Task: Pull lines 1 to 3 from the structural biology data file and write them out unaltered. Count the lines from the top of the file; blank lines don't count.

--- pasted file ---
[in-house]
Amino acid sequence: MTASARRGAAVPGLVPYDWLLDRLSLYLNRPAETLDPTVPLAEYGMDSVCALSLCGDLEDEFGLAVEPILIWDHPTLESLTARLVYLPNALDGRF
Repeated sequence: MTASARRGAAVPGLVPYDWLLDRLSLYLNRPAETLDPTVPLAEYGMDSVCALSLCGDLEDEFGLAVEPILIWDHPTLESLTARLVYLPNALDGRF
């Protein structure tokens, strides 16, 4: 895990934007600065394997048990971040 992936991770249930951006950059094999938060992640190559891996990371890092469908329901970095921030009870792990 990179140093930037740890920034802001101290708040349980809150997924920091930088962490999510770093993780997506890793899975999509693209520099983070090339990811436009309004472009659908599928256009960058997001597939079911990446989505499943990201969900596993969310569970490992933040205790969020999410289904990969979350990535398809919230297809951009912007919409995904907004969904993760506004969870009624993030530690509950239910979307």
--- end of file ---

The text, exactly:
[in-house]
Amino acid sequence: MTASARRGAAVPGLVPYDWLLDRLSLYLNRPAETLDPTVPLAEYGMDSVCALSLCGDLEDEFGLAVEPILIWDHPTLESLTARLVYLPNALDGRF
Repeated sequence: MTASARRGAAVPGLVPYDWLLDRLSLYLNRPAETLDPTVPLAEYGMDSVCALSLCGDLEDEFGLAVEPILIWDHPTLESLTARLVYLPNALDGRF